The protracted and controversial legal battle over the construction of a new mosque in Gungahlin is finally over, after anti-Islamic opponents signalled they would not pursue a High Court appeal.
Concerned Citizens of Canberra, a small group described by a judge as having a "generalised hostility to the Muslim religion", managed to stymie the mosque's construction for years on planning grounds.
The 500-capacity mosque to be built on The Valley Avenue in Gungahlin was approved by the ACT's planning authority in 2012.
Soon after, the Concerned Citizens group launched court action against the decision to approve the mosque's development, and against the planning authority's decision not to extend its consultation period.
Their case was based mainly on a string of planning objections, including that there would be insufficient parking, traffic congestion, and excessive noise.
Concerned Citizens also argued the planning authority's decision-making process was defective, and raised concerns about the use of the mosque as a "funeral parlour".
The group was dealt a major blow when then ACT Supreme Court Master David Mossop found it had insufficient standing, or wasn't directly enough affected, to mount the challenge in July 2014.
After that decision, its Christian fundamentalist leader, Irwin Ross, bizarrely linked the development to the kidnapping of Nigerian schoolgirls and the Boston Marathon bombing.
The group then lodged a late appeal against Master Mossop's decision, but Justice Richard Refshauge found they had no reasonable prospects for success.
In dismissing their attempted appeal, Justice Refshauge described the group's interest in the development as no more than that of an "intermeddler or busybody".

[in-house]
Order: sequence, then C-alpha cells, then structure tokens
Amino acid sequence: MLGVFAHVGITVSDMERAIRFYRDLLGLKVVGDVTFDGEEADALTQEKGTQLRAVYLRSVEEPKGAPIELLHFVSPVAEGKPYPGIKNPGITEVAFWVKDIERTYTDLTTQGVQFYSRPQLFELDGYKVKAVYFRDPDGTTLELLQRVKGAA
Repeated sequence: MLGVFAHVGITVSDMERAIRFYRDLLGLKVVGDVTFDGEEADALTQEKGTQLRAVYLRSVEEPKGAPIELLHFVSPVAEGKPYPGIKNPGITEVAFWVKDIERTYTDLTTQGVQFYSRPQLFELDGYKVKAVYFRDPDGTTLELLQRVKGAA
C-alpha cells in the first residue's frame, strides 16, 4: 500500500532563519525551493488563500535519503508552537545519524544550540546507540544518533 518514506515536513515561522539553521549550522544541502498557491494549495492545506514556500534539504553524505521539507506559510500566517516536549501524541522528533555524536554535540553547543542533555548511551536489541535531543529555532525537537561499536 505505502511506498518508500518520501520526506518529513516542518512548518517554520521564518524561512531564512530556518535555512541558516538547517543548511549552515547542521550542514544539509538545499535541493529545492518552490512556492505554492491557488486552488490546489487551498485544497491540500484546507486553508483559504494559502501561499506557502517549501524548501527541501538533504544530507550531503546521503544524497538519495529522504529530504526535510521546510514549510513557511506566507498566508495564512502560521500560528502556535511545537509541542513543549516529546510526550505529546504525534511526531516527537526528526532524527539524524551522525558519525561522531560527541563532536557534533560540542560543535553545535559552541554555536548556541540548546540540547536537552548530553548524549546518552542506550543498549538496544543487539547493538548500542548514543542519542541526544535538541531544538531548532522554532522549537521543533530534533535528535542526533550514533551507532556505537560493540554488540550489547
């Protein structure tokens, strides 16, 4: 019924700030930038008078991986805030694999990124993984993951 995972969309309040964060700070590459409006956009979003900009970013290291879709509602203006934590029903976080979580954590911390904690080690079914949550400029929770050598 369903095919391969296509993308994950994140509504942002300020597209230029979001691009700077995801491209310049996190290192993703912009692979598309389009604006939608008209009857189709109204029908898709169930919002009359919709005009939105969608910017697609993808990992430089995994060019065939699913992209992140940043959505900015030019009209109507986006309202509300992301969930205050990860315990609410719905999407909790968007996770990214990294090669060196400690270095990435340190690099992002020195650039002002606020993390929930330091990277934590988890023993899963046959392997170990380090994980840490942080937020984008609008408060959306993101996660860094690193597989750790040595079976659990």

That left just one avenue of appeal open to the group: the High Court.
Concerned Citizens was still considering such a move late last year.
But Mr Ross confirmed on Friday the group would not pursue the matter legally any further.
He said the decision by Justice Refshauge left Concerned Citizens with no real prospect of success.
Mr Ross said the decision was not influenced by financial considerations.
"We felt it was a public interest thing, which a lot of people would say it is, so it's more that the judge has said certain things in his decision, so it's sort of made it cut and dry on us," he said.
"But we've felt all along that they haven't really given us a good chance to say things.
"With the judge not being with us on the matter much, we felt that if it's going to some more judges, they would take that into serious consideration."
The construction of the mosque is continuing, and Mr Ross said his group would "monitor" its progress, and watch "all the other things" that are happening around the country too.
"We'll monitor how the mosque is going, because we feel it's of a public concern," he said.
In his judgment against the group, Justice Refshauge said Mr Ross appeared to have a "generalised hostility to the Muslim religion and concern about what he saw as its spread".
The group was comprised of five people, most of whom did not live near the Gungahlin site.
It attempted to boost its membership ahead of the court case, which required the group to show it was directly affected by the development.
Well after the court action began, Mr Ross told his fellow Concerned Citizens that the group "urgently need[s] more members, especially in the Gungahlin region".
Mr Ross lived 10km away from the mosque site.
The group boosted its membership to 18 by the time it reached the ACT Supreme Court.